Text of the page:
Dr. Stewart Bitkoff
Q: Is the Path the same as living everyday life? How are individual experiences similar?
A: From a spiritual perspective, the point of life is to make the world a little better, growing closer to the Source. So that the traveler does not stray too far from this goal, the path was created. The path is the interaction between the traveler, the guide and Baraka or spiritual grace which gives the path its vibrancy; each is essential and combines, under the correct circumstances, to provide a vehicle which results in the completed person.
On the path, each person’s experience is both unique and collective. Each person is an individual expression of the Divine element. Also, as a member of humanity, each person is similar to others and aspects to the learning are similar.
Experiences and exercises are prescribed and given. Some are unique to the individual and others are communal. For example, the individual prays, or meditates, as an individual and as a member of a spiritual community; during the course of instruction, these experiences are both singular and collective.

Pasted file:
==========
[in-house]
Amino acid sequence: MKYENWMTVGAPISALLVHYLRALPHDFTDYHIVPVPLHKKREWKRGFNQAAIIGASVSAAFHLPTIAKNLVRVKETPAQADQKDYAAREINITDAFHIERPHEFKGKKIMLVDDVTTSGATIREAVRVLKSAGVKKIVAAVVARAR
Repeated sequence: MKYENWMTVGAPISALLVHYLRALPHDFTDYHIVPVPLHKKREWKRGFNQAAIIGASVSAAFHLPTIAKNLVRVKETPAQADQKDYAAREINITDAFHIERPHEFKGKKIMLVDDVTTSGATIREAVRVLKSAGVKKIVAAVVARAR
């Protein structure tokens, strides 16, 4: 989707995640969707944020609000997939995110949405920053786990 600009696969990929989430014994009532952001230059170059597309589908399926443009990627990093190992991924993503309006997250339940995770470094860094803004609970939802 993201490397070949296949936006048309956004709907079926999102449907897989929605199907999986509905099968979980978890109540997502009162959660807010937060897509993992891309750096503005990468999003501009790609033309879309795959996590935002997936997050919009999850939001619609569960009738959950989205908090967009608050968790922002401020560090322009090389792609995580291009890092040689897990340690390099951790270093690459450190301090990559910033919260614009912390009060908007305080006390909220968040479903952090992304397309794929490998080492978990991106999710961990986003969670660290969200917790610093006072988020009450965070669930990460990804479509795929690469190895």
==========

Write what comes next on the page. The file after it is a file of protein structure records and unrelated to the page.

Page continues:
Along the path, the part that ensures the student does not get lost, is the guidance of the teacher and grace under which he/she operates. Spiritually the teacher is able to monitor the student’s progress and knows whatever is necessary to assist the student. This knowledge or spiritual capacity comes about as a result of the spiritual grace of the path. It is a capacity that exists, in part, outside the teacher and moves through him/her as necessary to guide the traveler.
Each of the great religions is a path to completion. Present in all these forms are the elements defined above. Each great path has a historical period when most active. Over time, as paths become physically more distant from the point of their inception, they age; repetition and systematization set in and they become less vibrant. Then, as God Wills, a teacher appears to restore and give life to that which has fallen into disarray.
The mystical path is always dependent upon a living teacher. The teacher prescribes individually for the student and if repetition and systematization are used, it is for a specific purpose and limited time. It is the teacher’s function to know what each student needs.
Often these teachers are hidden and choose anonymity so that they can more effectively operate. If the hidden teachers and servants were more visible, people would not let them function and would consistently interrupt their work.
See my book The World of Pond Stories. To purchase your copy go to Amazon:
https://www.bit.ly/bitkoffpond Paperback $13.99 | Kindle $5.95).
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